The evidence regarding persisting skeletal benefits, no matter how slight, or how interpreted, is based on studies in retired elite athletes, not based on studies of moderate exercise. There is no data to support or refute the notion that the modest benefits achieved by moderate exercise during growth are sustained into adulthood when activities are stopped. There is only one study, by Fuchs et al.,(44) published in abstract form, that suggests the benefits derived from 7 months of exercise were maintained 7 months after ceasing the jumping program. This study must await peer review before the veracity of the results can be evaluated. Nor is their data addressing the most important question: whether any benefits achieved during growth will be sustained by a less frequent or less intense exercise “maintenance” program. If the benefits are lost, is it better to never have exercised at all?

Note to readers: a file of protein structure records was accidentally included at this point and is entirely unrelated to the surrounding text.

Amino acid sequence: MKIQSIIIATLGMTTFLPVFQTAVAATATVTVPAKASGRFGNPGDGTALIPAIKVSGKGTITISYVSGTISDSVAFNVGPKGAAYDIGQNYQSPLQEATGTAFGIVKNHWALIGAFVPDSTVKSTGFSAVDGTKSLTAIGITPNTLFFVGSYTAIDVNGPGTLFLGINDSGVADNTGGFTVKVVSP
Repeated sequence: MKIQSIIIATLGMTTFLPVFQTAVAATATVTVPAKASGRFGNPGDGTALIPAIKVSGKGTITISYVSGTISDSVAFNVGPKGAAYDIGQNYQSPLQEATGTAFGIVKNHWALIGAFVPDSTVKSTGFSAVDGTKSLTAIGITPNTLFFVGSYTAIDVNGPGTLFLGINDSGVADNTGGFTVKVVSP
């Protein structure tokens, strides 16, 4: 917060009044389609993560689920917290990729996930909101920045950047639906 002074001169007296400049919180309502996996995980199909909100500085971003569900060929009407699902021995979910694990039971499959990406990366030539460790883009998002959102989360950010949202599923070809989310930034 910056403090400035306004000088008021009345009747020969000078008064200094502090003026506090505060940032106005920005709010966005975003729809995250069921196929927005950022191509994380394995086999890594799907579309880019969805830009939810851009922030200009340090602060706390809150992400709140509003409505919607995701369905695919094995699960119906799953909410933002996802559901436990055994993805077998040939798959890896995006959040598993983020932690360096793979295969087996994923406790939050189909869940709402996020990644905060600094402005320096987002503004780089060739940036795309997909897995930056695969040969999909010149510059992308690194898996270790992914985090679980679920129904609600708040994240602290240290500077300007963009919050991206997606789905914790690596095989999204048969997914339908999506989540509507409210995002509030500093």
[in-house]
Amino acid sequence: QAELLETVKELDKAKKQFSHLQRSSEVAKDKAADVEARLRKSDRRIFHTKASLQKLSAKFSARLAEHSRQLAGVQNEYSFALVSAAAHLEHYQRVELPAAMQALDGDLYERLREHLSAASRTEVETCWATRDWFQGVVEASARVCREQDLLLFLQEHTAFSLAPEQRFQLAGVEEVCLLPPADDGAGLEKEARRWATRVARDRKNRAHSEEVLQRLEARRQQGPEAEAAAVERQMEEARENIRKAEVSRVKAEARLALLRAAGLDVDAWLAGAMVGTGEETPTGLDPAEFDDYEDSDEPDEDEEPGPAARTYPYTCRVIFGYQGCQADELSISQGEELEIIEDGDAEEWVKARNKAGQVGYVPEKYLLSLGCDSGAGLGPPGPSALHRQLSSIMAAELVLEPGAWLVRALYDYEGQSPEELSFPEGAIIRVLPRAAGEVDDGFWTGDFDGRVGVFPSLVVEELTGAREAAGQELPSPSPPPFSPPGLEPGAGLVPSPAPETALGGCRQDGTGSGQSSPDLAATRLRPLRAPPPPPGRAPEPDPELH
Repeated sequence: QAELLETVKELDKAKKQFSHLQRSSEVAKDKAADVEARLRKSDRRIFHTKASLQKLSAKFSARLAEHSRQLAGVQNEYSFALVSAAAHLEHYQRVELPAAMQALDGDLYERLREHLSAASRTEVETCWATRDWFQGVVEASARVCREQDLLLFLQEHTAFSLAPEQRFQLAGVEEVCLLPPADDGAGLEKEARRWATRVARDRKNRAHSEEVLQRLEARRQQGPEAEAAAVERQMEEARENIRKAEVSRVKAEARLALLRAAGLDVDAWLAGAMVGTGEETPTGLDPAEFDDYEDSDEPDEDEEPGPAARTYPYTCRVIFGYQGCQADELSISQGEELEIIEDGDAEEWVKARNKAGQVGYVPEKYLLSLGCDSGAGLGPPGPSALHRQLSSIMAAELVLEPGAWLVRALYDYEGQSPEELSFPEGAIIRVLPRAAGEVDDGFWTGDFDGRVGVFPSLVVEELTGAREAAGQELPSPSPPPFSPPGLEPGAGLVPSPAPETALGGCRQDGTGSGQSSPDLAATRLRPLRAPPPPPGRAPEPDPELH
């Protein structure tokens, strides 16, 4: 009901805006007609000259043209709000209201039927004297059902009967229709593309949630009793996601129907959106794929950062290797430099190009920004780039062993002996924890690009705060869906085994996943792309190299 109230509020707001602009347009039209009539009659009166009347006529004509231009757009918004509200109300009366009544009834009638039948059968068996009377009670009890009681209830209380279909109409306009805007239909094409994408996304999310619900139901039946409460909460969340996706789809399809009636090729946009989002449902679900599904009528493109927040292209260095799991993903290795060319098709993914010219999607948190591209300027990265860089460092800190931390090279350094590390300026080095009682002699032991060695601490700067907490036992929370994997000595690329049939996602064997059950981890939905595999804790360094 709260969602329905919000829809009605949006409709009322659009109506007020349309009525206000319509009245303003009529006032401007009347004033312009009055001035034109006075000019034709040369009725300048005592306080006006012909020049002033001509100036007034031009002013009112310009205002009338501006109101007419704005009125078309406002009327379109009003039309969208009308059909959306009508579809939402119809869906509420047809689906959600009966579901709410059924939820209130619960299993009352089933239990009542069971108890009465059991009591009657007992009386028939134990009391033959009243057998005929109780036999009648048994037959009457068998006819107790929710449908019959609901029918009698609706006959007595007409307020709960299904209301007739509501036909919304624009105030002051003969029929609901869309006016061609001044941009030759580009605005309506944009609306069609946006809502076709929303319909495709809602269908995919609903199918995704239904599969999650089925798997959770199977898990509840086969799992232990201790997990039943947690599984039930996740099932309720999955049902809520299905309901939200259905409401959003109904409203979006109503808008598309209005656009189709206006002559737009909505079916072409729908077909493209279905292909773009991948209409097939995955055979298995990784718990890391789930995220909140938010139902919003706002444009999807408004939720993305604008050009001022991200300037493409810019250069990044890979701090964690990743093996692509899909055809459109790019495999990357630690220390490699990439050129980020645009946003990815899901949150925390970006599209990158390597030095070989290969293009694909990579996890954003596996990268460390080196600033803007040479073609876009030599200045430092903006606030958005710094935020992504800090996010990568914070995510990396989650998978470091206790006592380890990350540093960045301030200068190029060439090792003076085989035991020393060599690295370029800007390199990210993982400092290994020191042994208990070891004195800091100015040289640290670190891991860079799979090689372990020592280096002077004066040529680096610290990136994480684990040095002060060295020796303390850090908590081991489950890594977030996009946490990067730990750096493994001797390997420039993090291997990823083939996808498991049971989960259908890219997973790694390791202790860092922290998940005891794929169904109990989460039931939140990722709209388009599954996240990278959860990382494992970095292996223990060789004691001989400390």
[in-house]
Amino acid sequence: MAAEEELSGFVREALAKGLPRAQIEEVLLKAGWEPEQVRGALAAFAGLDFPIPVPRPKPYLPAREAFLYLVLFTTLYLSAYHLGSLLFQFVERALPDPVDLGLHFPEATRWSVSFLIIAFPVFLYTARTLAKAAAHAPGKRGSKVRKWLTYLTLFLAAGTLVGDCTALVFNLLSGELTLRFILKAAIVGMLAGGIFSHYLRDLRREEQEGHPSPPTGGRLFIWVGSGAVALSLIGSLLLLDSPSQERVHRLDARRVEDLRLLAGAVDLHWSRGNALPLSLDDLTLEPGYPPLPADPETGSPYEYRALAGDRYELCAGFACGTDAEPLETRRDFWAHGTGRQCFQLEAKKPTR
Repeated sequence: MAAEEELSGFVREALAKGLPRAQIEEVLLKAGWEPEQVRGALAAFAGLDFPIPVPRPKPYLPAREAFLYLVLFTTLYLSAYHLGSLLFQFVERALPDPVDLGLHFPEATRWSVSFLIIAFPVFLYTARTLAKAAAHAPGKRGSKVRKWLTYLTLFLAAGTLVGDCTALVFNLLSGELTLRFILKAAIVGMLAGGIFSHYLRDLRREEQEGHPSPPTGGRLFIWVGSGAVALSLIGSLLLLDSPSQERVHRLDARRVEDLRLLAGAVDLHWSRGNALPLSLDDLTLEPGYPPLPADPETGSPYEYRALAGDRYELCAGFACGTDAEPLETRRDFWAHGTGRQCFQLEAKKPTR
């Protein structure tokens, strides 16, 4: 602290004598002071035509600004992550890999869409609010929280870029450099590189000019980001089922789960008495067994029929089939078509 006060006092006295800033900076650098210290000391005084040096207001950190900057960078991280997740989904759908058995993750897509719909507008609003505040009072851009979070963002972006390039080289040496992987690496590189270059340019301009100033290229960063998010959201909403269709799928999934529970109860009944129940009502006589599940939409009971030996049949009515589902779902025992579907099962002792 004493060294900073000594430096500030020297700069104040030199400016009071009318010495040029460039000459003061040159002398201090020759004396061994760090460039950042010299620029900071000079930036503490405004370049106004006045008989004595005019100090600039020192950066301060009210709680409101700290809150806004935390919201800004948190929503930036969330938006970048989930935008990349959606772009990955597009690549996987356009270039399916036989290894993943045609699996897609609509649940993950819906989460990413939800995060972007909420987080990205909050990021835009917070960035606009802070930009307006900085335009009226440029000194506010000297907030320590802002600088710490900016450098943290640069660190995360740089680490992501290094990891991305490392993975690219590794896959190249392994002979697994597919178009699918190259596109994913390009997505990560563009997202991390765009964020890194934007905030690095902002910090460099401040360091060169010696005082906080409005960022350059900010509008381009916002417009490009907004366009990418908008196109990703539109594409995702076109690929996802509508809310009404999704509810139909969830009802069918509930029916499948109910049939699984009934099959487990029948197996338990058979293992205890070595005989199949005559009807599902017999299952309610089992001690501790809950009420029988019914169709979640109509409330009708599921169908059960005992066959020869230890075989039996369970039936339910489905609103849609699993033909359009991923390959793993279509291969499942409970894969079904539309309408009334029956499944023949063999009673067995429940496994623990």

WHAT'S IT ALL ABOUT ALFIE—SURFING THE SKELETON'S SURFACES?

  1. Top of page
  2. INTRODUCTION
  3. WHY EXERCISE?
  4. DOES EXERCISE LIVE UP TO ITS POTENTIAL?
  5. EXERCISE DURING GROWTH, NOT AGING, ALTERS BONE STRUCTURE AND STRENGTH
  6. METHODOLOGICAL ISSUES IN THE DESIGN AND EXECUTION OF STUDIES OF EXERCISE DURING GROWTH
  7. IS MODERATE EXERCISE DURING GROWTH FEASIBLE?
  8. IS MODERATE EXERCISE IN THE PREPUBERTAL AND PERIPUBERTAL PERIOD EFFICACIOUS?
  9. PERIOSTEAL AND ENDOCORTICAL SURFACE CHANGES IN RESPONSE TO EXERCISE
  10. DOES EXERCISE DURING GROWTH REDUCE STATURE?
  11. VOLUMETRIC BMD—WHY WOULD THE GROWING OR EXERCISED SKELETON WANT TO BE HEAVIER?
  12. IS IT BETTER TO HAVE EXERCISED AND LOST, THAN NEVER TO HAVE EXERCISED AT ALL?
  13. WHAT'S IT ALL ABOUT ALFIE—SURFING THE SKELETON'S SURFACES?
  14. REFERENCES